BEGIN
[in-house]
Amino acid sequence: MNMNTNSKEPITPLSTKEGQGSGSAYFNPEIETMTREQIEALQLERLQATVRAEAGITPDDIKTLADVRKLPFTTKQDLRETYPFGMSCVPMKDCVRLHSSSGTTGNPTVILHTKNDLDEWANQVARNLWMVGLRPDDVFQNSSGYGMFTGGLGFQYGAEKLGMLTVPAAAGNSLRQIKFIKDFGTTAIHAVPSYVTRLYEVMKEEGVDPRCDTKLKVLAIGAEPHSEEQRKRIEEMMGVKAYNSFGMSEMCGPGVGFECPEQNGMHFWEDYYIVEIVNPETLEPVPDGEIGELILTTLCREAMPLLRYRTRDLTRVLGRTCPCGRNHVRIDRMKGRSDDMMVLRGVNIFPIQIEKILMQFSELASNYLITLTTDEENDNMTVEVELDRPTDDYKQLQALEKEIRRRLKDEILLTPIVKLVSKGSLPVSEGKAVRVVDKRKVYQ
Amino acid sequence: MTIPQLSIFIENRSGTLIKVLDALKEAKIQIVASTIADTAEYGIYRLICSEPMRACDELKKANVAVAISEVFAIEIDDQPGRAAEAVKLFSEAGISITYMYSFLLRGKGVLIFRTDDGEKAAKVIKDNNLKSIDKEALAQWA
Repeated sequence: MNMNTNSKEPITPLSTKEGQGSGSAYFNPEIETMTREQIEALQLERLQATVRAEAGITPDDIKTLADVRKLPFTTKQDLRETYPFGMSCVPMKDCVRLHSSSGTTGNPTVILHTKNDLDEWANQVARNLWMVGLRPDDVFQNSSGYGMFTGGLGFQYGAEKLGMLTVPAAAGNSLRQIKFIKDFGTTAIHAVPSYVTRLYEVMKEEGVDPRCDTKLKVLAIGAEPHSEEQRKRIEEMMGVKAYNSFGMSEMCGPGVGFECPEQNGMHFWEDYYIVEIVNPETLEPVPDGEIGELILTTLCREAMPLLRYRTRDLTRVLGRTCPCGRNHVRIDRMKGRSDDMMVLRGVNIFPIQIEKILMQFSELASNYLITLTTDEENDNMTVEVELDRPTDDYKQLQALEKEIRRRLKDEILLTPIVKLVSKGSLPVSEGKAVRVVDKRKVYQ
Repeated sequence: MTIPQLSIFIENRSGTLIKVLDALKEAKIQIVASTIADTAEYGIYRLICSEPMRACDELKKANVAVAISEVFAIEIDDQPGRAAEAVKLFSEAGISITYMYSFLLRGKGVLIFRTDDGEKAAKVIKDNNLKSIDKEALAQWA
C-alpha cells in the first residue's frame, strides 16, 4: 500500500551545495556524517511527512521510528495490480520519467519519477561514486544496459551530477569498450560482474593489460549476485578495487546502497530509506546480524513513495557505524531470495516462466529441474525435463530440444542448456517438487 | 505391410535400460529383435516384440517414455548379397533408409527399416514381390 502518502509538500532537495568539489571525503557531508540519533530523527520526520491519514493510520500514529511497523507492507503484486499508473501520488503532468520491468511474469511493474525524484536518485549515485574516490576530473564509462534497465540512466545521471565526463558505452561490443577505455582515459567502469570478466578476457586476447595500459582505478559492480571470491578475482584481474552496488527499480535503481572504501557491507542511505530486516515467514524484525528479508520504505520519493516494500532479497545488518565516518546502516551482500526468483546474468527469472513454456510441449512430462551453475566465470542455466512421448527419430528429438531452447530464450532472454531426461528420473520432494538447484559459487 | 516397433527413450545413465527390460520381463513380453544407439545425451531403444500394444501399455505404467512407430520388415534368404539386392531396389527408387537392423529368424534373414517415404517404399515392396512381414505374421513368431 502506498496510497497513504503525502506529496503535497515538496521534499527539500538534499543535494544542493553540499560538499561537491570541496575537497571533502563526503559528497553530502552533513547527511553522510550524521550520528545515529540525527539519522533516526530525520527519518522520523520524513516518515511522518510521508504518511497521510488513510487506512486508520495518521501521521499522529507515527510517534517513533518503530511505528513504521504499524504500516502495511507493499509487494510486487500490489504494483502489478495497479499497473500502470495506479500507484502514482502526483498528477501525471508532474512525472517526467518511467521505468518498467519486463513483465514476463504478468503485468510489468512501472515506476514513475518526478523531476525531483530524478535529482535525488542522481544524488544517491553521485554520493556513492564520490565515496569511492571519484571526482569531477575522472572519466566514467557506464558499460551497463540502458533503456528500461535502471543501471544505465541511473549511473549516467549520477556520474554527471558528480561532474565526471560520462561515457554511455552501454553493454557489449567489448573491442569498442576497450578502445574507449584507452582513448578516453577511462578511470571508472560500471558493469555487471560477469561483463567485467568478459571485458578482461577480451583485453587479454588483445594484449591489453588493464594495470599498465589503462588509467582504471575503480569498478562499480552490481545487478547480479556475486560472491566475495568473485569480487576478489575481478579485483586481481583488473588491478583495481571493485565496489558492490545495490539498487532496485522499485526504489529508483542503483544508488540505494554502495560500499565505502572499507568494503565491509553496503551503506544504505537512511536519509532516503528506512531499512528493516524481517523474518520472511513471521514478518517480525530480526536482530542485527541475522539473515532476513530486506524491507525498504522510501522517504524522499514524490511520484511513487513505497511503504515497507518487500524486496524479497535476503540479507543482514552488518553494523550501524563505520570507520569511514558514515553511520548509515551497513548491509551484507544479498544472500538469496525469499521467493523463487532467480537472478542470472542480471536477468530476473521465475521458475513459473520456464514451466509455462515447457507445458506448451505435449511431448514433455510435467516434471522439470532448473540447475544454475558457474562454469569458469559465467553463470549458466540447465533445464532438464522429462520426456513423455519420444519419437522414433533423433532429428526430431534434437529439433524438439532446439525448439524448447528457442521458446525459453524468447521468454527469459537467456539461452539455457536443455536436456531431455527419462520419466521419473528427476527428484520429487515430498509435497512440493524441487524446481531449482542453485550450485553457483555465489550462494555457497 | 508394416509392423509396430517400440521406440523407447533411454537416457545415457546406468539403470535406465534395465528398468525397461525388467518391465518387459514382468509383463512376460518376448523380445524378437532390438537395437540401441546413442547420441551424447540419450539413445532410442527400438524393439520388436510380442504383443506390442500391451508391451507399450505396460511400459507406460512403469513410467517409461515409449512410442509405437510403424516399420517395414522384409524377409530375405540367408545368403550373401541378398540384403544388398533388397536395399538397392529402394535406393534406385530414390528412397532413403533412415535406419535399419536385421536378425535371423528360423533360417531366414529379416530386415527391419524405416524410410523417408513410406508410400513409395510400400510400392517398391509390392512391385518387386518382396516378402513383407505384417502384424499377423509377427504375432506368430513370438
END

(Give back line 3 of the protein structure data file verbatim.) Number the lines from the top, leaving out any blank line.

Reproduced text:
Amino acid sequence: MTIPQLSIFIENRSGTLIKVLDALKEAKIQIVASTIADTAEYGIYRLICSEPMRACDELKKANVAVAISEVFAIEIDDQPGRAAEAVKLFSEAGISITYMYSFLLRGKGVLIFRTDDGEKAAKVIKDNNLKSIDKEALAQWA